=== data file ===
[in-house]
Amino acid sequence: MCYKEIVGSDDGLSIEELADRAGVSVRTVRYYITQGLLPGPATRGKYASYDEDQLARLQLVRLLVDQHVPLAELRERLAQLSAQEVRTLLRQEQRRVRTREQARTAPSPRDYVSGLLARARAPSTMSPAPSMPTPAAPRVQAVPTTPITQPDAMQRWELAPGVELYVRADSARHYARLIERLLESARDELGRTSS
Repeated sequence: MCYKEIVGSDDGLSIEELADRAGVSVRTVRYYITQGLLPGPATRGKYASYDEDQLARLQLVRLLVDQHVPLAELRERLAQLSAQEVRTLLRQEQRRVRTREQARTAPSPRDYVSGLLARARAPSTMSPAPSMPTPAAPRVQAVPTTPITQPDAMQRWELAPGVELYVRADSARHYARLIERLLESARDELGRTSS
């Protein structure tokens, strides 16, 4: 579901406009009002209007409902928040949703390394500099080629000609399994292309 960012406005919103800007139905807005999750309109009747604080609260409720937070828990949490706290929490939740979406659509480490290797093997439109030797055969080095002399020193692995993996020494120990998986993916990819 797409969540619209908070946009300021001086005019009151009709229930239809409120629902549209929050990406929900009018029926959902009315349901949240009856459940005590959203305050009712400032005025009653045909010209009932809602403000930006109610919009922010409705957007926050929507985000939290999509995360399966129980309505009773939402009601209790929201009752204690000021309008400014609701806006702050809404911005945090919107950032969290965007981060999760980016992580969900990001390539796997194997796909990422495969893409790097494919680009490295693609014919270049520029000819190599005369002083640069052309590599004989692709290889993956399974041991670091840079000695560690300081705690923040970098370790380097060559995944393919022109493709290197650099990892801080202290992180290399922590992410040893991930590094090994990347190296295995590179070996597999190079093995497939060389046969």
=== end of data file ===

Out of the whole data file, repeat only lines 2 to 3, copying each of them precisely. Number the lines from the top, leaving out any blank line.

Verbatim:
Amino acid sequence: MCYKEIVGSDDGLSIEELADRAGVSVRTVRYYITQGLLPGPATRGKYASYDEDQLARLQLVRLLVDQHVPLAELRERLAQLSAQEVRTLLRQEQRRVRTREQARTAPSPRDYVSGLLARARAPSTMSPAPSMPTPAAPRVQAVPTTPITQPDAMQRWELAPGVELYVRADSARHYARLIERLLESARDELGRTSS
Repeated sequence: MCYKEIVGSDDGLSIEELADRAGVSVRTVRYYITQGLLPGPATRGKYASYDEDQLARLQLVRLLVDQHVPLAELRERLAQLSAQEVRTLLRQEQRRVRTREQARTAPSPRDYVSGLLARARAPSTMSPAPSMPTPAAPRVQAVPTTPITQPDAMQRWELAPGVELYVRADSARHYARLIERLLESARDELGRTSS